Teaches nineteenth and twentieth century southern history.
Professor Ford’s scholarship has earned a number of national and regional awards.
In 1989 the Southern Historical Association awarded Ford its Francis Butler Simkins
Book Prize for his Origins of Southern Radicalism: The South Carolina Upcountry, 1800-1860
(Oxford University Press, 1988). In 1984, Ford won the Louis Pelzer Prize awarded by the
Organization of American Historians for his article “Rednecks and Merchants: Economic
Development and Social Tensions in the South Carolina Upcountry, 1865-1900,” in the Journal
of American History (1984). In addition to these professional awards, Ford has won three
prestigious national research grants. Twice Ford has held a coveted National Endowment
for the Humanities Research Fellowship (1986-87, 2000-01), and during the 1991-92 academic
year, he was an American Council of Learned Societies Research Fellow. In addition to
these awards and fellowships, Ford has also served on the Board of Editors of the Journal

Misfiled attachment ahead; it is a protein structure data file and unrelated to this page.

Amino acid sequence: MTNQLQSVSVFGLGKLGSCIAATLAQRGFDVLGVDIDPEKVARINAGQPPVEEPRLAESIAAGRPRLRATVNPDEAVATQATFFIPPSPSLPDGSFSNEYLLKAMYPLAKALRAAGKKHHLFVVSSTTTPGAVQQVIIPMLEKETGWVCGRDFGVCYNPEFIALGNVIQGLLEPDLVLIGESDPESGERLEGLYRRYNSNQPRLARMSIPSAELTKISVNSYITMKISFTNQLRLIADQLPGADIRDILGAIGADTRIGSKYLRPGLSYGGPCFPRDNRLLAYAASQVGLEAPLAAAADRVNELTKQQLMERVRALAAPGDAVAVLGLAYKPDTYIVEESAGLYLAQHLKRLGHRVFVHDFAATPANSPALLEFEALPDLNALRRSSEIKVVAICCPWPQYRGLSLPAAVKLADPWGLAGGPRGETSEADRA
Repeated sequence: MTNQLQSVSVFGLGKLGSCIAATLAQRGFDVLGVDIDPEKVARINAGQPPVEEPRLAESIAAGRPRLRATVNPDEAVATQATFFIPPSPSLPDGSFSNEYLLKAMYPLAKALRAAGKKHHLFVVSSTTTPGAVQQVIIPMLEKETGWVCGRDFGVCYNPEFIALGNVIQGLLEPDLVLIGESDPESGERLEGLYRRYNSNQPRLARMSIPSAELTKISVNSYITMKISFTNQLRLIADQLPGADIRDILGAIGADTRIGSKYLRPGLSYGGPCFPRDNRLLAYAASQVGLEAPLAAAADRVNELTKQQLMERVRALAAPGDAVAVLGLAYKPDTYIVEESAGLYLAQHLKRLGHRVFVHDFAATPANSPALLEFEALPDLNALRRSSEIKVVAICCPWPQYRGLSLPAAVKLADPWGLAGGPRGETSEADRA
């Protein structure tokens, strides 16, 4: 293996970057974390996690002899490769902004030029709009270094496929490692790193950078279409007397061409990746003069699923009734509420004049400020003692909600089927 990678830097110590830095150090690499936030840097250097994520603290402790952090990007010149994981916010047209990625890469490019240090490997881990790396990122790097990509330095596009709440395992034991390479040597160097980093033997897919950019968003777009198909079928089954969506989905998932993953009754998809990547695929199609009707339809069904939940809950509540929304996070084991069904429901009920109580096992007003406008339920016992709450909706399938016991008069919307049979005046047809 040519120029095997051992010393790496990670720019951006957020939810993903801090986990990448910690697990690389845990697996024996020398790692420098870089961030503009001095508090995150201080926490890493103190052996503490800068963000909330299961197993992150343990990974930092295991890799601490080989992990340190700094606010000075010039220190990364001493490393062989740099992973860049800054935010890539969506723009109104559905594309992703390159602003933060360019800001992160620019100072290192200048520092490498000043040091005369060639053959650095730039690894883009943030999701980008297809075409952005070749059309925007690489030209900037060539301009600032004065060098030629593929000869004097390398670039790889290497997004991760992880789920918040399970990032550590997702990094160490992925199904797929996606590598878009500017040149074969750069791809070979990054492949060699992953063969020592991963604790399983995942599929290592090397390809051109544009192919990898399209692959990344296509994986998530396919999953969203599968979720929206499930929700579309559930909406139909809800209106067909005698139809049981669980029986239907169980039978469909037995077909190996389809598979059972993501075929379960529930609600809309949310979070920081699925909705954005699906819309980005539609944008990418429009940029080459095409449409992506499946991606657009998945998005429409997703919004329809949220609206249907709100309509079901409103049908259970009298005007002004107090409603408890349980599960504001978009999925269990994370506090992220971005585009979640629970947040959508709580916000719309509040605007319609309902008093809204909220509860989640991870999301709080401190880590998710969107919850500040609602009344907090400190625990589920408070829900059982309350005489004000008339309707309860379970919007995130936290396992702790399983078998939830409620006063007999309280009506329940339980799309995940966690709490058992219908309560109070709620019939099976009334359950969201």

of Southern History (1990-1994), and the Journal of the Early Republic (1998-2002).
Ford has published more than a dozen articles and essays in scholarly journals, including
the Journal of Southern History, Journal of American History, Journal of the Early Republic,
Agricultural History, Reviews in American History, and others..
Ford is currently researching Political Thought in the Old South and his recent publications
include “Making the ‘White Man’s Country’ White: Race and State
Constitutions in the Jacksonian South,” Journal of the Early Republic 19 (Winter 1999):713-737,
which provides a revealing look at internal disagreements within the South over the future of
slavery and related issues and “Reconsidering the Internal Slave Trade: Paternalism, Markets
and the Character of the Old South,” in Walter Johnson, ed., Internal Passages: The Domestic
Slave Trade in the United States (Yale University Press, forthcoming 2004) which explores the
impact of the internal slave trade on the alleged “paternalism” of slaveholders and analyzes
the lower South’s increasing isolation in its commitment to slavery as a permanent institution.
Ford’s edited volume on Civil War era historiography, the Blackwell Companion to Civil War
and Reconstruction, appeared in Blackwell’s highly-regarded Companion series in January 2005.
Ford’s is currently working on a book manuscript, Constructing the Old South: White Attitude
Toward The Problem of Slavery,1790-1835.